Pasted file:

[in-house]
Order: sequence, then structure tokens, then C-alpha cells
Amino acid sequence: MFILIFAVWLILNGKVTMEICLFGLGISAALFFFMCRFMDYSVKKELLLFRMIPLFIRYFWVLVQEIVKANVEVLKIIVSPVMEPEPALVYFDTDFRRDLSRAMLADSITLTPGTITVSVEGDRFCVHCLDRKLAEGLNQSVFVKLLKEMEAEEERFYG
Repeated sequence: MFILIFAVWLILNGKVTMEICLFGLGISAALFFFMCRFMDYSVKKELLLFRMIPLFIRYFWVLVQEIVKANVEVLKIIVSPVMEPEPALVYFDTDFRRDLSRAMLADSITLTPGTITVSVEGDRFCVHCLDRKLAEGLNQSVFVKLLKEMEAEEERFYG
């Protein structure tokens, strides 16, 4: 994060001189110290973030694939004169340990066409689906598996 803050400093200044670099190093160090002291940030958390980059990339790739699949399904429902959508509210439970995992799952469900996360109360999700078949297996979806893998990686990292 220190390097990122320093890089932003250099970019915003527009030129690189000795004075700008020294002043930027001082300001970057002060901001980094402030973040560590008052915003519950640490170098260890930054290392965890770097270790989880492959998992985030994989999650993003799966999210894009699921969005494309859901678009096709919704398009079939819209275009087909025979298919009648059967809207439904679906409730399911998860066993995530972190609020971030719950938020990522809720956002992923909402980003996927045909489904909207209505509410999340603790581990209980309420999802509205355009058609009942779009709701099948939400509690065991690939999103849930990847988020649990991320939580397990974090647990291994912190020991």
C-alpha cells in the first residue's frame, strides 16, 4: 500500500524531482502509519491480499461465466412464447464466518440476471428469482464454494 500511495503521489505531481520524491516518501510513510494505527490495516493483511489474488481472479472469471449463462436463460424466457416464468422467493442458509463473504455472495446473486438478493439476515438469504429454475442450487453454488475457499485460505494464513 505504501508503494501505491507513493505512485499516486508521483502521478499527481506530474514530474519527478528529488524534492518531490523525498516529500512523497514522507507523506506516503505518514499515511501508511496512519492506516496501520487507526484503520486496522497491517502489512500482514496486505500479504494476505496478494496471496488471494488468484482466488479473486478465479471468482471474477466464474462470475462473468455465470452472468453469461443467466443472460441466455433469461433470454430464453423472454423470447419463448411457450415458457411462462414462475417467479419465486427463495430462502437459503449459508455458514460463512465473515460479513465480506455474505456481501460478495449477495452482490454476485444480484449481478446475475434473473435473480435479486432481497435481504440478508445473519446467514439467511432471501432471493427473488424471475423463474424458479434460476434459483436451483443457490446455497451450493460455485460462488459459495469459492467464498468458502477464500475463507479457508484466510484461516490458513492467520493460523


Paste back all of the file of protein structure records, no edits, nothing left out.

[in-house]
Order: sequence, then structure tokens, then C-alpha cells
Amino acid sequence: MFILIFAVWLILNGKVTMEICLFGLGISAALFFFMCRFMDYSVKKELLLFRMIPLFIRYFWVLVQEIVKANVEVLKIIVSPVMEPEPALVYFDTDFRRDLSRAMLADSITLTPGTITVSVEGDRFCVHCLDRKLAEGLNQSVFVKLLKEMEAEEERFYG
Repeated sequence: MFILIFAVWLILNGKVTMEICLFGLGISAALFFFMCRFMDYSVKKELLLFRMIPLFIRYFWVLVQEIVKANVEVLKIIVSPVMEPEPALVYFDTDFRRDLSRAMLADSITLTPGTITVSVEGDRFCVHCLDRKLAEGLNQSVFVKLLKEMEAEEERFYG
């Protein structure tokens, strides 16, 4: 994060001189110290973030694939004169340990066409689906598996 803050400093200044670099190093160090002291940030958390980059990339790739699949399904429902959508509210439970995992799952469900996360109360999700078949297996979806893998990686990292 220190390097990122320093890089932003250099970019915003527009030129690189000795004075700008020294002043930027001082300001970057002060901001980094402030973040560590008052915003519950640490170098260890930054290392965890770097270790989880492959998992985030994989999650993003799966999210894009699921969005494309859901678009096709919704398009079939819209275009087909025979298919009648059967809207439904679906409730399911998860066993995530972190609020971030719950938020990522809720956002992923909402980003996927045909489904909207209505509410999340603790581990209980309420999802509205355009058609009942779009709701099948939400509690065991690939999103849930990847988020649990991320939580397990974090647990291994912190020991």
C-alpha cells in the first residue's frame, strides 16, 4: 500500500524531482502509519491480499461465466412464447464466518440476471428469482464454494 500511495503521489505531481520524491516518501510513510494505527490495516493483511489474488481472479472469471449463462436463460424466457416464468422467493442458509463473504455472495446473486438478493439476515438469504429454475442450487453454488475457499485460505494464513 505504501508503494501505491507513493505512485499516486508521483502521478499527481506530474514530474519527478528529488524534492518531490523525498516529500512523497514522507507523506506516503505518514499515511501508511496512519492506516496501520487507526484503520486496522497491517502489512500482514496486505500479504494476505496478494496471496488471494488468484482466488479473486478465479471468482471474477466464474462470475462473468455465470452472468453469461443467466443472460441466455433469461433470454430464453423472454423470447419463448411457450415458457411462462414462475417467479419465486427463495430462502437459503449459508455458514460463512465473515460479513465480506455474505456481501460478495449477495452482490454476485444480484449481478446475475434473473435473480435479486432481497435481504440478508445473519446467514439467511432471501432471493427473488424471475423463474424458479434460476434459483436451483443457490446455497451450493460455485460462488459459495469459492467464498468458502477464500475463507479457508484466510484461516490458513492467520493460523